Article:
Cars, fashions, music styles, radio, TV soaps, global sporting events, film plots and live theatre are much the same.  Yes, there has been a shift from watching live TV, to TV-on-demand and social networking or web surfing, but such things would not be such a great surprise to him.


Most things at home are similar or identical – lights, heating, taps, alarms, microwaves, cookers, fridges or washing machines.  And they are likely to continue to look similar or identical, even when all electrical devices are networked in smart homes.


Business schools, universities and schools teach in fundamentally similar ways. The entire examination system right up to degree level is still based on hand writing (absurd but still a fact globally with very rare exceptions).


And despite all the headlines about robots taking over the world, the truth is that sales of robots in factories have grown a mere 7% a year over the last decade and a half, now growing 15% a year – rather slow compared to the explosive sales of smartphones and related technologies.   And most of those robots are working in only one sector: auto industry, on large assembly lines.


He may be a little surprised that every single manufacturer of 3D TVs has ceased production, that augmented reality devices forecast in the late 1990s were tried and spectacularly failed (Google Glass), that things like 3D printers (also forecast back then) have also bombed as domestic devices, that Virtual Reality headsets have completely failed to take off by 2017 despite huge investment and massive improvements in resolution since the devices he tried in 1998.

One of greatest delusions in human history

What this all points to is one of the greatest delusions in human history, one which can stop rapid decision-making, kill investment and stifle innovation. This same delusion can easily become an excuse for lazy thinking about strategy.


So then, we should focus with confidence on major factors which really do affect our longer term future, in particular on megatrends which really are likely to disrupt our own organization, while also addressing how customer needs are evolving today, in an agile and creative ways.  


Yes there will always be many industry disruptions and economic crises in every decade, and we should take them very seriously, with well-planned contingencies to stay one step ahead, but history shows that they can often be over-played.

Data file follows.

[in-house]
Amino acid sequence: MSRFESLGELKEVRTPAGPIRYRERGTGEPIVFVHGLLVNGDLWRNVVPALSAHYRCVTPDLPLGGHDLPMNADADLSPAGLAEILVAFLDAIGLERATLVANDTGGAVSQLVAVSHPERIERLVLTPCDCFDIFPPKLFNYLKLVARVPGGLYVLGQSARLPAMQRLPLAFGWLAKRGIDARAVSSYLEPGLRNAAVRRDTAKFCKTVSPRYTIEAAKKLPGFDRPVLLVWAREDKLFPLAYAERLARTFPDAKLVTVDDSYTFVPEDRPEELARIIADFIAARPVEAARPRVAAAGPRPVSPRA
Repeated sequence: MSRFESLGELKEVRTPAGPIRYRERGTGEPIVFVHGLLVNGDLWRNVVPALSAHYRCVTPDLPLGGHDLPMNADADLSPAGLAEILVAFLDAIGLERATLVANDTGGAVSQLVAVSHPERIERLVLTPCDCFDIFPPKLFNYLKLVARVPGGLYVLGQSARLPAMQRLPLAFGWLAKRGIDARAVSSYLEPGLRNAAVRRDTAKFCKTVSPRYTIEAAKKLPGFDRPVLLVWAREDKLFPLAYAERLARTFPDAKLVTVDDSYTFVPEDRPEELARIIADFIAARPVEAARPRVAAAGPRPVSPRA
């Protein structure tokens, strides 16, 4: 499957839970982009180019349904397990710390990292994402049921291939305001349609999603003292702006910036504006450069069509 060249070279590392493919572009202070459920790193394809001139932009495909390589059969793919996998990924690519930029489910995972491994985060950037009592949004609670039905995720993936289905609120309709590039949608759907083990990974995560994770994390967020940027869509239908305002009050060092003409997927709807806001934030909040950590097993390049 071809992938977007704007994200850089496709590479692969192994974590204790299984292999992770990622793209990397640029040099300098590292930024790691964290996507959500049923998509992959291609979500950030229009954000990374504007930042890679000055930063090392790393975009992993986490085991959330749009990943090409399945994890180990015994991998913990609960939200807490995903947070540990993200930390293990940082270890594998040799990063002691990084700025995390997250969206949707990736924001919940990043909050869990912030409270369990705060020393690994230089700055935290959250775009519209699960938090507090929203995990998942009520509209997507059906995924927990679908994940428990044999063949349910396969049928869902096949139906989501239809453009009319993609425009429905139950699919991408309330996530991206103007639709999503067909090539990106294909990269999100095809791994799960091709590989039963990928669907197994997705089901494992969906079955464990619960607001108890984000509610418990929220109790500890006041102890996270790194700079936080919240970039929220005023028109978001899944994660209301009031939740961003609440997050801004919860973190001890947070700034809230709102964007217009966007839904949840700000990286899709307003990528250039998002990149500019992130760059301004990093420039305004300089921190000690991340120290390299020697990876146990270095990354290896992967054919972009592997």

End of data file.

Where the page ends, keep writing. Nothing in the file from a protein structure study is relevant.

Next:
Secret of all effective Futuring

The secret of all effective Futuring is taking a balanced view: focus on major forces of global transformation, while also paying attention to potential mega-shocks and truly transformational technologies or other business revolutions.


And in it all, as history has shown over and again over many decades, the most important factor of all is often not the event or innovation or potential disruption itself, but rather emotional reactions to it.  Particularly when we are talking about the potential impact of techno-innovation.  


Does this innovation create magic for customers?  Does it really meet an important need and create passionate engagement?  How do your customers really feel about what you are developing?  Does it really matter?  How are you really making a difference to people's lives?  


And we are talking about how customers will feel in the future, in a world that they can hardly imagine today.


That's why market research is such a poor tool in this process. Market research only tells you what customers think and feel today. We need to go far beyond that to create the products and services that will really change the world in future.


If you have the answers to these questions for tomorrow's customers, your business will rule the world.


* Patrick Dixon is Chairman of Global Change Ltd and author of “The Future of Almost Everything” – Profile Books.  http://www.globalchange.com - 15 million unique visitors.  He is a trusted advisor on global trends at board level and below to many of the world's largest corporations and to many government agencies.


Need a world-class keynote speaker for your event? Phone or e-mail Patrick Dixon now.


* Here is a list of some predictions Patrick Dixon made in the past


Read his feature in WIRED magazine:


http://www.wired.co.uk/article/how-to-predict-future-past